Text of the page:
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Half of Ford Bronco Sport Owners Despise This Feature

We polled 20,000 Ford owners and enthusiasts to see what they thought of the Bronco Sport’s auto stop-start feature. For the most part, the opinions were polarized. Here’s how the poll results came out.


One of the most controversial features implanted into American cars today is auto stop-start. This system automatically shuts off your engine when you come to a stop at a stop sign, in traffic, at a turn, or when waiting to enter a roadway. Ford’s auto stop-start is among the best in the industry today, but it still has a lot of detractors among Bronco Sport owners.

Related StoryFord Bronco Sport - Is It Really “Just a Restyled Escape?”

We decided to see what percentage of drivers were not bothered by the system, what percent disliked it (often strongly), and what percent were living with it, basically uncaring about it at all. We’ll talk a bit about this relatively new technology later in our story, but let’s get right to the poll results. Our poll was conducted in one of the best Facebook auto fan clubs, which has just about 20,000 members. 

Image of Ford Auto Stop Start poll by John Goreham

As you can see, roughly 30% of the respondents replied that they don’t mind the system and they rarely turn it off. There were many folks who added a poll choice of their own who basically said the same things as the main questions offered. We looked those over and found that another 3% say they are not bothered and don’t usually tap it into the off setting. So, a third of Bronco Sport Owners are using the system without any dislike of it.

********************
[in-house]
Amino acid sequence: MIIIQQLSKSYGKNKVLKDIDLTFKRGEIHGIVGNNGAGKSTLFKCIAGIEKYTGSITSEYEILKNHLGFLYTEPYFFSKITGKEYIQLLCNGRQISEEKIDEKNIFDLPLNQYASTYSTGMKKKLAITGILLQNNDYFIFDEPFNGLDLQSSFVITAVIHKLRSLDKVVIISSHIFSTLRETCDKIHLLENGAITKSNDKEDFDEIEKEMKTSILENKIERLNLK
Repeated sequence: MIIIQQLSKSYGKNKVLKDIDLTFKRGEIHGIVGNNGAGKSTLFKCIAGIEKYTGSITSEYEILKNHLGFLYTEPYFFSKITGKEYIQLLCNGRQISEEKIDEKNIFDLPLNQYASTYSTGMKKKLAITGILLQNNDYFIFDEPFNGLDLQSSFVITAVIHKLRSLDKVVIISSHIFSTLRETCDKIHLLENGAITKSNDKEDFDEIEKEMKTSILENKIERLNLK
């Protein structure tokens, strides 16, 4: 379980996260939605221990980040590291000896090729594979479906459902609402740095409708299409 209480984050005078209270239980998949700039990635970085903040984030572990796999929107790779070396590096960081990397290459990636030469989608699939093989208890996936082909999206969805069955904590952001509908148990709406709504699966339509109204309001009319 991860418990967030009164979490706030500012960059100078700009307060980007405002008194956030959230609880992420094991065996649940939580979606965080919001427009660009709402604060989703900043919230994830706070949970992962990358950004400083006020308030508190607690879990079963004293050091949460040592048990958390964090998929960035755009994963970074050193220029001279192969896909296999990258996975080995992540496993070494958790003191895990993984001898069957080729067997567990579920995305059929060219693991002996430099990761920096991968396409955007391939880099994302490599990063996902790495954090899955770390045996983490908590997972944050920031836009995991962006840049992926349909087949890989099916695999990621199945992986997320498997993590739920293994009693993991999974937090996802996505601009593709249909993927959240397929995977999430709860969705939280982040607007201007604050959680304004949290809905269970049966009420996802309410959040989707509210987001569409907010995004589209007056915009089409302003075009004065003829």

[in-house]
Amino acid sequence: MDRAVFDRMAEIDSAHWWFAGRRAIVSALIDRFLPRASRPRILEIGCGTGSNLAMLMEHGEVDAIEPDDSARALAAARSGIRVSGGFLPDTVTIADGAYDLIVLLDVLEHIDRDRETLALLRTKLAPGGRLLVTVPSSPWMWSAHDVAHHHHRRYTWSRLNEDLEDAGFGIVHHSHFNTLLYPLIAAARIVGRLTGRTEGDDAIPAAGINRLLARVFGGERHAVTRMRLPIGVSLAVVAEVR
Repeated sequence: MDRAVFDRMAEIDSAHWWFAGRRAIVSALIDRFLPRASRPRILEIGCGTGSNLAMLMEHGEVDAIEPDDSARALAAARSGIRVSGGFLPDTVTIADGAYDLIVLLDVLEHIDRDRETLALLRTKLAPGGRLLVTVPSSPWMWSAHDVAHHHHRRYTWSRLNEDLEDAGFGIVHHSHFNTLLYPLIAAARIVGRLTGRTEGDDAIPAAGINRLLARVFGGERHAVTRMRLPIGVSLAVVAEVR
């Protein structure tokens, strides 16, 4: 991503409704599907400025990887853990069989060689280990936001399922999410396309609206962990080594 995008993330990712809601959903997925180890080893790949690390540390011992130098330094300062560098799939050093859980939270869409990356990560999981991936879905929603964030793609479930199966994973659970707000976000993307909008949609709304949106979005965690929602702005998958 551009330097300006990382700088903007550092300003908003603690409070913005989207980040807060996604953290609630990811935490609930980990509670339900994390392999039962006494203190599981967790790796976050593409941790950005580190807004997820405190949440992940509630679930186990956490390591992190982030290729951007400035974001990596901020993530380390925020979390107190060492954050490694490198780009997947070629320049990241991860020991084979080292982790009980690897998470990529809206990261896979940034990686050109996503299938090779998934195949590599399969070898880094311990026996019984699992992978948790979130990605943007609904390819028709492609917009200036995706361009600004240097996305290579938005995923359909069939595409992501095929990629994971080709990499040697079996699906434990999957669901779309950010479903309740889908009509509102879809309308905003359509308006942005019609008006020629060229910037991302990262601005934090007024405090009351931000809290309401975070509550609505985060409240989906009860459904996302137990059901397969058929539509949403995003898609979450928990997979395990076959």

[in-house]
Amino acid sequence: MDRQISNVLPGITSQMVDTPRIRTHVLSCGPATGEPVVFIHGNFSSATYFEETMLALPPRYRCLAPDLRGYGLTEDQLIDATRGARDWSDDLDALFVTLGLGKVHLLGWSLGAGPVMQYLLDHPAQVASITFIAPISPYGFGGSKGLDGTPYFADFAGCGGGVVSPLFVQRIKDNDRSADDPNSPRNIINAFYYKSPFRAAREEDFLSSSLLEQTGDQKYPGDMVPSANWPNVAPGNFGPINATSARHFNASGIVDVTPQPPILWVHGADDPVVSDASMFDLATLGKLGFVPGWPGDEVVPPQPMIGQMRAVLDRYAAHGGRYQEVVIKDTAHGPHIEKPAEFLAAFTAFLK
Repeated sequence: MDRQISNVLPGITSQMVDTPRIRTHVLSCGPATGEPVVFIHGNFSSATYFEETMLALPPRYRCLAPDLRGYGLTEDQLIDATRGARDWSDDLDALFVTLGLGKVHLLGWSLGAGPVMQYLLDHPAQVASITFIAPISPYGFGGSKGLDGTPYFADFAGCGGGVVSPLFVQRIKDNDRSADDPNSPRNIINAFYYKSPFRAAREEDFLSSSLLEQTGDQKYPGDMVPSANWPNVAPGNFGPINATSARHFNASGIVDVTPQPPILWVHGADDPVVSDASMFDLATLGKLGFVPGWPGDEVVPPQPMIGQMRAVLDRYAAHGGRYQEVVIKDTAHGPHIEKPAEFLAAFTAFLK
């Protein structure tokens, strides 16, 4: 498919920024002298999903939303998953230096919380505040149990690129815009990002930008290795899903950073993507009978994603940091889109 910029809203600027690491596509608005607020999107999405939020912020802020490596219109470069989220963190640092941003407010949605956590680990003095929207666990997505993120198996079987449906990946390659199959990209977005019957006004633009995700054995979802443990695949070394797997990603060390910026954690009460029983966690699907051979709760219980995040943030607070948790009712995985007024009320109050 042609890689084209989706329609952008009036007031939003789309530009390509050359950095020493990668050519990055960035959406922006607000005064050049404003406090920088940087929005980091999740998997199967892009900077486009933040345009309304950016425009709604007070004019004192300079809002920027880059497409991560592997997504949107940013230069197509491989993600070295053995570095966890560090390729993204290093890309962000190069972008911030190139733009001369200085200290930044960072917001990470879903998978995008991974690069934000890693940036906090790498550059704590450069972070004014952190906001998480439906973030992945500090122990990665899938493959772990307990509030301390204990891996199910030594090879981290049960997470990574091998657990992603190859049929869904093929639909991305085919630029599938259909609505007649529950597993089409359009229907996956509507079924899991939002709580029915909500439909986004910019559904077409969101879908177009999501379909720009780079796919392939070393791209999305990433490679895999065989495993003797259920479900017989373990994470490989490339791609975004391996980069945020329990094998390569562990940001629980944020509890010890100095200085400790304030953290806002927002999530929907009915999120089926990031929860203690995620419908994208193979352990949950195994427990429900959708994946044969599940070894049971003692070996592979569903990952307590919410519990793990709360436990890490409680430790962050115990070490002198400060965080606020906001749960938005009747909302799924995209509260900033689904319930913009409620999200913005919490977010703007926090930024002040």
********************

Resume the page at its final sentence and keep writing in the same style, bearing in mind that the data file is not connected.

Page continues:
Although the 28% of respondents in the second position who dislike the stop-start feature may seem smaller, it actually isn’t. This is an emotional question for many owners. So much so that many respondents added their own response with stronger language than the original reply of “Despise it. I turn it off, or I defeat with a magic box.” Adding up the folks who said pretty much exactly that, but in their own added custom reply, the total grows to 49%. 

The last big group making up 13% of respondents, is the one that I personally fall into, which is the response, “It bugs me in certain scenarios like heavy traffic, so I turn it off once in a while.” The balance is folks who answered in a custom way they added to the poll responses way that did not answer the question. 

Stop-start systems almost always have a button to turn them off in certain situations, and the Bronco Sport’s off button is right in front of the driver on the center of the dash. Adding up the folks who use the off button once in a while with those who never shut it off, and the split is roughly half owners who use the system and half who are really upset the vehicle has it. A few mentioned that they always drive in Sport mode, which disables the system.

Clearly, this is a feature that is just begging to have a lockable “off” feature. So why doesn’t Ford just add one? The reason is that this “feature” all started as a way to save gas - and it does. AAA says it can save a motorist about $179 per year based on its calculations. Other estimates say the feature costs about $300, so it is paid off in year two of ownership. Conservative estimates of how much it saves are three to five percent of your fuel economy. That equates to supertankers full of oil per year not used while American cars are stationary. Here’s another way to think about it. The folks from California who dictate energy policy in America lets Ford make some very fun, but very fuel-efficient Mustangs by using a small corporate fuel economy average credit for every car that has stop-start.